To call Toolbox Murders an improvement over its 1978 predecessor is about as great an understatement as they come, given how completely and utterly inept that movie was. Then again, such comparisons aren't really warranted since the two films have little in common aside from the title; this isn't a remake as much as it's an entirely new film (albeit one that happens to involve a killer that murders his victims using tools). The film stars Angela Bettis and Brent Roam as Nell and Steven Barrows, a newlywed couple who make the unfortunate decision of moving into a dilapidated old apartment building. Though they're initially irritated by the paper-thin walls and constant construction, it soon becomes clear that they've got much bigger problems. There's a madman on the loose, and when her neighbors begin to drop like flies, Nell begins an investigation into the sordid and mysterious history of the building. Toolbox Murders has been directed by Tobe Hooper, a filmmaker whose output has been extremely mediocre as of late (eg Crocodile, The Mangler, etc). But here, working with a script that's been pared down to the bare essentials, Hooper creates a film that's almost as effective as his first big success - The Texas Chain Saw Massacre. In fact, Toolbox Murders even echoes that film's ambiance by trapping Nell and Steven within the walls of the apartment building (it seems highly unlikely that the resemblance between that locale and the interior of the Sawyer house in Massacre is a coincidence). Hooper, along with cinematographer Steve Yedlin and production designer Yuda Acco, imbues Toolbox Murders with an ominous, disturbing visual style - something that applies both to the film's sets (the apartment building is full of long hallways and creepy nooks and crannies) and look (Hooper seems to be going for some kind of a record as far as low-angle shots are concerned). That star Bettis makes for a credible slasher movie heroine comes as no surprise, given her short but impressive history with the genre (she's already appeared in films like May and the recent Carrie remake). Though Nell eventually morphs into a fairly conventional horror victim, Bettis generally does a good job of imbuing the character with some decidedly unconventional quirks. And while the film does begin to run out of steam in the third act - which features Nell running her own investigation into the origins of the killer and the building - the style with which the story has been told, along with the Bettis' performance, effectively keeps the viewer engaged throughout.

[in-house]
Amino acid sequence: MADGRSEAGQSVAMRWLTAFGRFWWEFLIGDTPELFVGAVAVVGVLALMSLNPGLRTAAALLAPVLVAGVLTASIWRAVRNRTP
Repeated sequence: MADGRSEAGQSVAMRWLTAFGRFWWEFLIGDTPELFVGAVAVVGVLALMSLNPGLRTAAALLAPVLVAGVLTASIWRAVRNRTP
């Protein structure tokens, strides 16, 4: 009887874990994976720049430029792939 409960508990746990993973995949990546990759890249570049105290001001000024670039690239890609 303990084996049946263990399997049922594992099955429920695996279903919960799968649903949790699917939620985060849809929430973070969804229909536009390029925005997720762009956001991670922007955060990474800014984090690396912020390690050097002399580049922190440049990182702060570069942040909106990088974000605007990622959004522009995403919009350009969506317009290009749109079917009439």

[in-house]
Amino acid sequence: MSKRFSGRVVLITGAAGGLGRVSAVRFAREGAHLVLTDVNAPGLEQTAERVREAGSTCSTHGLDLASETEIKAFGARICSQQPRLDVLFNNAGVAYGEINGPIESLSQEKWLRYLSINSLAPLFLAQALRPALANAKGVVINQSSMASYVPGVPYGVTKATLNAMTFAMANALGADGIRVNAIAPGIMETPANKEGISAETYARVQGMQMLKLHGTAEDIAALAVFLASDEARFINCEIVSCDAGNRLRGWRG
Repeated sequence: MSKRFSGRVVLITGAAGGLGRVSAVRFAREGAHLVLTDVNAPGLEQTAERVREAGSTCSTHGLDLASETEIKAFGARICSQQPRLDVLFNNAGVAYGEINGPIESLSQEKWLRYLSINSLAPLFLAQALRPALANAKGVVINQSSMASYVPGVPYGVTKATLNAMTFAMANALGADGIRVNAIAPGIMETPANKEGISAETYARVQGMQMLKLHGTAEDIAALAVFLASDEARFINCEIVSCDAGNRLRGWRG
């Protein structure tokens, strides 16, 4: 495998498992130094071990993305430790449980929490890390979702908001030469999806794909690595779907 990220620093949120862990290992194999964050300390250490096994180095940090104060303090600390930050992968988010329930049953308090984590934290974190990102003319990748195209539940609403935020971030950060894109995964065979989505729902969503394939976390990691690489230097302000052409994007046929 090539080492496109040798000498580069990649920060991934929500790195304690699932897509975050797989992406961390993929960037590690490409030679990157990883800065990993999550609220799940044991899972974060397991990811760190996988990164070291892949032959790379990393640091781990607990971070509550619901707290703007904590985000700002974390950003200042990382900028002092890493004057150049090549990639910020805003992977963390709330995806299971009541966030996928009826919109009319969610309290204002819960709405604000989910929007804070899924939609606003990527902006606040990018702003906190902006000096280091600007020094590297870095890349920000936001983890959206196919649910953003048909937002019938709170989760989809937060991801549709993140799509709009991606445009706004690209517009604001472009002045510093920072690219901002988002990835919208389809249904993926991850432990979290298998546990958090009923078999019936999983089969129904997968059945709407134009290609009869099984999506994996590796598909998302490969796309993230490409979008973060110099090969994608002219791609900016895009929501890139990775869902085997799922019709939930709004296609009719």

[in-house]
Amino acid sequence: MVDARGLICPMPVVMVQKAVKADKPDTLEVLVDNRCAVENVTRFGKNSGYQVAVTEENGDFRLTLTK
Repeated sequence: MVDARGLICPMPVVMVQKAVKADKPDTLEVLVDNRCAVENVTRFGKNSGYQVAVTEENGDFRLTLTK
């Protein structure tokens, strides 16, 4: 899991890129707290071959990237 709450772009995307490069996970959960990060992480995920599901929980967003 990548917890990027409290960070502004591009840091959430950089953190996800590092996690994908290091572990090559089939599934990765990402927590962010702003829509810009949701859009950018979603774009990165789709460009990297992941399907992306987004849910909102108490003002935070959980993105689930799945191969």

Mortuary follows a single mother (Denise Crosby's Leslie) as she and her two children (Dan Byrd's Jonathan and Stephanie Patton's Jamie) move into a long-abandoned funeral parlor, with the movie detailing the family's initial efforts at adjusting to their new surroundings and, eventually, coping with the spooky shenanigans that start to ensue. There's little doubt that Mortuary strikes all the wrong notes right from the get-go, as the film, which moves at a disastrously glacial pace, doesn't contain any attributes designed to capture and hold the viewer's attention - with the hands-off atmosphere compounded by a narrative that's almost aggressively familiar. It doesn't help, either, that scripters Jace Anderson and Adam Gierasch have suffused the proceedings with pointless subplots designed to pad out the interminable running time, with, for example, the continuing emphasis on the exploits of three local scumbags ranking high on the movie's list of absolutely insufferable elements. Filmmaker Tobe Hooper's curious decision to shy away from overt instances of gore is, to put it mildly, rather misguided, while the horror-centric bent of the movie's third comes off as ill-conceived and kind of campy - with the loud, anticlimactic final stretch, which is rife with over-the-top performances and dodgy special effects, cementing Mortuary's place as a hopelessly incompetent and terminally tedious piece of work.